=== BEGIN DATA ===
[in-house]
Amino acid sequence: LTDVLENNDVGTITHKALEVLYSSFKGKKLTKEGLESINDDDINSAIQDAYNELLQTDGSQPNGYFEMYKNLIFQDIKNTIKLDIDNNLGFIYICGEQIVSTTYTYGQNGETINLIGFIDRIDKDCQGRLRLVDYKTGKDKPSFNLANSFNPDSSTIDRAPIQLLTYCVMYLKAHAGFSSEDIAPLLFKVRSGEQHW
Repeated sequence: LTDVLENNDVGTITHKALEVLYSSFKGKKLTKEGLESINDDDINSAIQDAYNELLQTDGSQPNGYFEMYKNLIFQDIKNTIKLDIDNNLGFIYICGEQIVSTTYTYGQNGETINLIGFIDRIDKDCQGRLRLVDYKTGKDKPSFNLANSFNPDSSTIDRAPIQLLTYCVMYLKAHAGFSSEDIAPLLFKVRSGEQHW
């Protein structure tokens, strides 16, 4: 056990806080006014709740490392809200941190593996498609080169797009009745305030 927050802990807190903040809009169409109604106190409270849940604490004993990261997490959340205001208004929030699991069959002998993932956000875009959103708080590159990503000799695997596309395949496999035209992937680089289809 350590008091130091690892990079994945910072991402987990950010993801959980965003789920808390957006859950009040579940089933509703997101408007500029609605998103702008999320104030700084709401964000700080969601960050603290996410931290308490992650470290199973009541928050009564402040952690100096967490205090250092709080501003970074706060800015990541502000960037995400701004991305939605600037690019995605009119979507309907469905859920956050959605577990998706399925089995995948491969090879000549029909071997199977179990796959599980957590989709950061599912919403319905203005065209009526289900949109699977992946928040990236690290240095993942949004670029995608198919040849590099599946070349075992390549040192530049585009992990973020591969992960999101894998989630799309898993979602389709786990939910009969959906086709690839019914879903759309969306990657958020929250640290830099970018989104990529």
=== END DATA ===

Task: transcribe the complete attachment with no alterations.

[in-house]
Amino acid sequence: LTDVLENNDVGTITHKALEVLYSSFKGKKLTKEGLESINDDDINSAIQDAYNELLQTDGSQPNGYFEMYKNLIFQDIKNTIKLDIDNNLGFIYICGEQIVSTTYTYGQNGETINLIGFIDRIDKDCQGRLRLVDYKTGKDKPSFNLANSFNPDSSTIDRAPIQLLTYCVMYLKAHAGFSSEDIAPLLFKVRSGEQHW
Repeated sequence: LTDVLENNDVGTITHKALEVLYSSFKGKKLTKEGLESINDDDINSAIQDAYNELLQTDGSQPNGYFEMYKNLIFQDIKNTIKLDIDNNLGFIYICGEQIVSTTYTYGQNGETINLIGFIDRIDKDCQGRLRLVDYKTGKDKPSFNLANSFNPDSSTIDRAPIQLLTYCVMYLKAHAGFSSEDIAPLLFKVRSGEQHW
């Protein structure tokens, strides 16, 4: 056990806080006014709740490392809200941190593996498609080169797009009745305030 927050802990807190903040809009169409109604106190409270849940604490004993990261997490959340205001208004929030699991069959002998993932956000875009959103708080590159990503000799695997596309395949496999035209992937680089289809 350590008091130091690892990079994945910072991402987990950010993801959980965003789920808390957006859950009040579940089933509703997101408007500029609605998103702008999320104030700084709401964000700080969601960050603290996410931290308490992650470290199973009541928050009564402040952690100096967490205090250092709080501003970074706060800015990541502000960037995400701004991305939605600037690019995605009119979507309907469905859920956050959605577990998706399925089995995948491969090879000549029909071997199977179990796959599980957590989709950061599912919403319905203005065209009526289900949109699977992946928040990236690290240095993942949004670029995608198919040849590099599946070349075992390549040192530049585009992990973020591969992960999101894998989630799309898993979602389709786990939910009969959906086709690839019914879903759309969306990657958020929250640290830099970018989104990529």